Apollo 10 1/2 A Space Age Childhood

Featuring the voices of Jack Black, Glen Powell, and Zachary Levi.

Directed By: Richard Linklater

Where I Watched It: Netflix

English Audio Description Available?: Yes

The plot: A man narrates his childhood growing up in Houston, TX in 1969 around the time of the Apollo 11 mission. He may or may not have been recruited by NASA as a young boy for a super secret mission.

What Works: Richard Linklater is nothing if not interesting. Even when he makes something I don’t care for, I still find his approach, his attempt to make human connections and stories, to be uniquely compelling. He’s had his hand in rotoscoped animated films before, and being a blind critic, I can’t tell you if this is rotoscoped or not. My gut tells me this is straight up animation. And, maybe that was a bucket list moment for him. To work with real animation.

While I won’t say that kids will hate this film, this is a PG-13 movie that actually seems more interested in trying to connect with the same people who remember a different time. Through the adult version of his protagonist narrating the story (done well by Jack Black), this project looks back and asks you to remember this time period as if you lived through it too. And likely those that did will enjoy this more than those who didn’t.

It tackles everything from the wars going on in Vietnam and the Cold War, to impending overpopulation, Nixon being aware of environmental issues, how you used to actually play outside with your friends and all the various games, riding bikes, appointment television, and of course America’s obsession with everything space related.

It is a time capsule wrapped in the image of a kids film, but it’s really not for kids. There isn’t comic relief here, as the film is pretty straightforward dramatic. The only humor comes in at looking at all the things we used to do, say, and get away with.

And those are the best parts of the film, the time capsule moments. It’s what Richard Linklater always does well, understand a time period, and how to convey the passage of time to his audience. He can make you both wish you could step back to that period, while still appreciating all the positive direction we’ve made. Unlike The Bubble, which felt nothing like a Judd Apatow film, this is very obviously a Richard Linklater project.

What Doesn’t Work: The actual mission the kid may or may not have gone on (I’m not spoiling anything) feels like an after thought. Sure, the film starts with it, but we cut back to a very long look at the time period before ever even coming back to the mission at hand. And that take away, is so strong, that when we travel back to the Apollo 10 1/2 part of the story, it’s like a different thing happening altogether.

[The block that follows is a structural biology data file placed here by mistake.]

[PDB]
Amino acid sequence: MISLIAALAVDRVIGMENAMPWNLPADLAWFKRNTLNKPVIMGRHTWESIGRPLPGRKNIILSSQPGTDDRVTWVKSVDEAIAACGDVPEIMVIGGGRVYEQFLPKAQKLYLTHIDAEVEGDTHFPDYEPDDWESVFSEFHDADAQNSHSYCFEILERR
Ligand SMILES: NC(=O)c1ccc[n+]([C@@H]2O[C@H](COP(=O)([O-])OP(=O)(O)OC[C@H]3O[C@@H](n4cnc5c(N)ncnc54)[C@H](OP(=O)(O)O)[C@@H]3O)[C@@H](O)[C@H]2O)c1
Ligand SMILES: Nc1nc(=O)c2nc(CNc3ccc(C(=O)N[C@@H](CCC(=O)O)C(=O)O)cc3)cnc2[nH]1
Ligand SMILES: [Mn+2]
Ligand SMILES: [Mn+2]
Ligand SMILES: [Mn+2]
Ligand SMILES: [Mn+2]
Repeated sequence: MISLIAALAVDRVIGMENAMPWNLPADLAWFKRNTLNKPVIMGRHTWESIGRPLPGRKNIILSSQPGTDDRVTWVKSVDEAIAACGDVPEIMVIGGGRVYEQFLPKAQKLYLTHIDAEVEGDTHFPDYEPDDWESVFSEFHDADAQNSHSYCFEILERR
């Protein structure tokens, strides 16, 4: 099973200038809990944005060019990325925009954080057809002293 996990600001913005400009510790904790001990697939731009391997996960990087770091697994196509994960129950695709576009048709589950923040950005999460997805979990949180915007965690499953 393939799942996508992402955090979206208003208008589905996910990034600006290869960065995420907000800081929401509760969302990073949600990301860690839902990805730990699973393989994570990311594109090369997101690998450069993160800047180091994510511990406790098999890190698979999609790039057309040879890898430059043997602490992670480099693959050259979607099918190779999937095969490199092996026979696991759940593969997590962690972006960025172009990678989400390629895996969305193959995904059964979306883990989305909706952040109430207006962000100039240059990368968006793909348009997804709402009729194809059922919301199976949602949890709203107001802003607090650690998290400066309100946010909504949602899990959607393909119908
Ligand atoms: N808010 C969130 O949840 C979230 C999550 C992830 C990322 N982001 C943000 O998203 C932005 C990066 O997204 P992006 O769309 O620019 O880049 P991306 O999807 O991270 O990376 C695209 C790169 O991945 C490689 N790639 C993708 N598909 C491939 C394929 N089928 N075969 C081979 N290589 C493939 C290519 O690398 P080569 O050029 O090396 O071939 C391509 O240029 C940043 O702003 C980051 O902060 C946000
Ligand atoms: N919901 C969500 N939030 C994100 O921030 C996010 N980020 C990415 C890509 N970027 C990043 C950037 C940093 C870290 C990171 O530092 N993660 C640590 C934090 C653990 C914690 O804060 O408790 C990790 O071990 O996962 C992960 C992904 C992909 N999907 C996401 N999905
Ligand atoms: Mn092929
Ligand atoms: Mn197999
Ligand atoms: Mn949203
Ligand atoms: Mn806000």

It almost feels like two competing films, with the space story part roped in because this is animation and kids might watch it. The film isn’t adult enough to be marketed straight to adults, and remains in this grey area of who is the audience? And I don’t think kids are the audience here, having sat through the whole thing, but I also think that the mission takes away from the time capsule moments.

There are parts of this film that work really well, and a whole other part that I have no idea why Linklater stuck with it. I understand what he thought he was trying to do, but when he was looking at the finished product, was he happy with it? Is this what he really wanted the whole time? I don’t know who is going to check this film out, and if neither adults or kids look interested, the answer may just be hardcore Richard Linklater fans.

The Blind Perspective: There is a heavy amount of narration built into the film as it is. Jack Black is quite prominent in the audio track, and often the film just lets him set up all the scenes, and doesn’t feel the need to fill in anything that might be missing. There is narration, but sometimes we can go a while until hearing the actual audio description if Jack Black has just finished narrating within the context of the film. It’s like they’re including him in the audio description, which sometimes works, but not always.

Final Thoughts: a really interesting film. I had no idea this was coming down the pike, and I’m pleasantly surprised by the existence. I don’t know who will watch it, but my recommendation would be Richard Linklater fans for sure, people who grew up in this time period, and people who love time capsule movies. I’m not sure kids will stay engaged, especially younger ones. This is PG-13, and if any child under 13 actually watches this film of their own accord, I’d be shocked.

Final Grade: B

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